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CA Energy Commission eyes “market manipulation” as cause for sky-high gas prices

Posted at 6:10 PM, May 20, 2019
and last updated 2019-05-20 22:36:58-04

The pain at the pump continues for California drivers and a new memo from the state energy commission to Gov. Gavin Newsom raises questions about how gas suppliers may be engaging in “market manipulation.”

Gas prices in San Luis Obispo were still averaging around $4 per gallon Monday, according to

People who drive for a living, like Ame Wagoner, are feeling the pinch.

Wagoner’s vehicle is her office because she drives for the rideshare service Uber.

“It could be anywhere from 300 to 600 miles per weekend,” Wagoner said.

She makes money for each ride but spends her own on gas for every mile she drives.

“If I’m on the freeway and more careful, I can try to get 20 miles per gallon on average,” Wagoner said.

Gas prices in California are always higher than the national average, but a recent memo from the California Energy Commission suspects big brand name suppliers may be exploiting that fact.

“Whether you’re talking gas or clothing or soda pop, a brand carries a higher value among people for quality and consistency,” said Ken Dewar, President of JB Dewar.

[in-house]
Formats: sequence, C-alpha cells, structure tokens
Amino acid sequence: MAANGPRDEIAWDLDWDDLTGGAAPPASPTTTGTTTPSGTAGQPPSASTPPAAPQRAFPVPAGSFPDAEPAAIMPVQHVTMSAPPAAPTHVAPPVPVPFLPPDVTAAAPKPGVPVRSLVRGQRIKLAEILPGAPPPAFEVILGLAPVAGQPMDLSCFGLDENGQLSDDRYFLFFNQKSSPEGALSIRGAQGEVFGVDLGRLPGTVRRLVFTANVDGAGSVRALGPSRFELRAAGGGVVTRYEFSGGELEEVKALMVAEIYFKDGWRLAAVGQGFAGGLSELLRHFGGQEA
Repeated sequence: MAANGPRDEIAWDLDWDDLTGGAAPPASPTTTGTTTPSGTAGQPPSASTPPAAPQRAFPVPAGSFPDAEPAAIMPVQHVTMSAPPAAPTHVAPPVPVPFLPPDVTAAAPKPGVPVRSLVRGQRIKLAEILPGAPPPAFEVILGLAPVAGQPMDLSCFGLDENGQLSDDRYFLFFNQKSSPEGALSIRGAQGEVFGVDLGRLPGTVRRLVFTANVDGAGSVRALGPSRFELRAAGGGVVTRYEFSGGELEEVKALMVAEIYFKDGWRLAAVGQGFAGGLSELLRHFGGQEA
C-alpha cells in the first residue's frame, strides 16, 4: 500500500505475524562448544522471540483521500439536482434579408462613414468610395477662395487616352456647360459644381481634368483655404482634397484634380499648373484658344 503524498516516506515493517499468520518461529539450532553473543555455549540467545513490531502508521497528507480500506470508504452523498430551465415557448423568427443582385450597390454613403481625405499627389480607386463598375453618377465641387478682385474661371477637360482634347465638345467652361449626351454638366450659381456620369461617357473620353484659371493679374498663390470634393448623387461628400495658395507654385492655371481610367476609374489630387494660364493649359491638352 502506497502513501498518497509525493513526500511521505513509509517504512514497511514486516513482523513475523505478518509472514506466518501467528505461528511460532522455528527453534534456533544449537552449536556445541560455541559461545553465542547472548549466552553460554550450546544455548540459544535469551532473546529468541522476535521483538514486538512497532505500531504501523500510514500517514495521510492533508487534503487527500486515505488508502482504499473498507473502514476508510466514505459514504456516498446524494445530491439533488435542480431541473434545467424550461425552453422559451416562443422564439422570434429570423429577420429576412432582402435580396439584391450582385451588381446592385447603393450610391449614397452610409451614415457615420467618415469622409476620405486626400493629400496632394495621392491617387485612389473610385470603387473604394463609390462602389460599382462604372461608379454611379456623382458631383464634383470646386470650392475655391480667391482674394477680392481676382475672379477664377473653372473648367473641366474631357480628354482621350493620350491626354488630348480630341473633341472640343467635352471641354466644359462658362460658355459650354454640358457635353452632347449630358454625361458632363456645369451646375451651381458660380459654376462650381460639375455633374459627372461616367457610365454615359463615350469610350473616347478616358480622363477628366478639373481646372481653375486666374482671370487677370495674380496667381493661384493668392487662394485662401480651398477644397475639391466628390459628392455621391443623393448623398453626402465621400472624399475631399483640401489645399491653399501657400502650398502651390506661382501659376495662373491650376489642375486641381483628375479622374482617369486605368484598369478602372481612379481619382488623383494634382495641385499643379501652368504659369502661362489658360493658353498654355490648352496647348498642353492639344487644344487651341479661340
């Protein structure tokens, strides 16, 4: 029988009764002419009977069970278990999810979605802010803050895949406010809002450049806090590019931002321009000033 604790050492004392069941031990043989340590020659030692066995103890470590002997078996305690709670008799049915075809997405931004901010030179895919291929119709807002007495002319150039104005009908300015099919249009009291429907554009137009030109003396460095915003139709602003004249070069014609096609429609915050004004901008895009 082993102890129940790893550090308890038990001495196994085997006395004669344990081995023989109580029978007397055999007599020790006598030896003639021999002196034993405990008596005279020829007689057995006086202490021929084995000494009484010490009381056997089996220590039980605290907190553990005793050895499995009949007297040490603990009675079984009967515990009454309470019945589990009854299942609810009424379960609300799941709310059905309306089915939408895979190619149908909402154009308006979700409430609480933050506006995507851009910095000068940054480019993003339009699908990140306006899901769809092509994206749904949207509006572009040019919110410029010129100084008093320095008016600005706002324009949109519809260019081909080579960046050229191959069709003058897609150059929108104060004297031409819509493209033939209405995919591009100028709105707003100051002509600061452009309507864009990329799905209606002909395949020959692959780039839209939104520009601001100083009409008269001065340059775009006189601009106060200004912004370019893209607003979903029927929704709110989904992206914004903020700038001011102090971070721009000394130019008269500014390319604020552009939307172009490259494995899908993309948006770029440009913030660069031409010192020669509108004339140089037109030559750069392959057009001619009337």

Dewar operates a fueling transportation network in San Luis Obispo, shipping gas up and down the Golden State.

He does not believe suppliers like Chevron, Shell and Exxon are purposefully revving up the price, as the memo states. Dewar said hefty costs from environmental regulations and taxes force suppliers to respond.

The commission’s report found the base level cost of California gasoline is now about $1.11 more than the base average in the U.S. Just five years ago, that difference was only .34 cents.

“The difference you see between California prices and the other states is purely driven by the borders of California,” Dewar said.

But for professional drivers, like Wagoner, the amount she makes on each ride does not increase to match the amount she spends on the gas to complete the ride.

“It’s getting a bit ridiculous in California,” Wagoner said.

Wagoner said she’s able to continue making money through Uber only because she takes on winery tour guests who often need an UberXL, which costs more. She said two trips in Paso Robles wine country can pay for her gas for the day.

Meanwhile, the Energy Commission indicated to Gov. Newsom that it intends to spend the next five months investigating the “other” category of expenses that cause fuel costs to rise.

That category of unknown factors add more cost to the price of a gallon of gasoline than the increase caused by a refinery outage, according to the commission.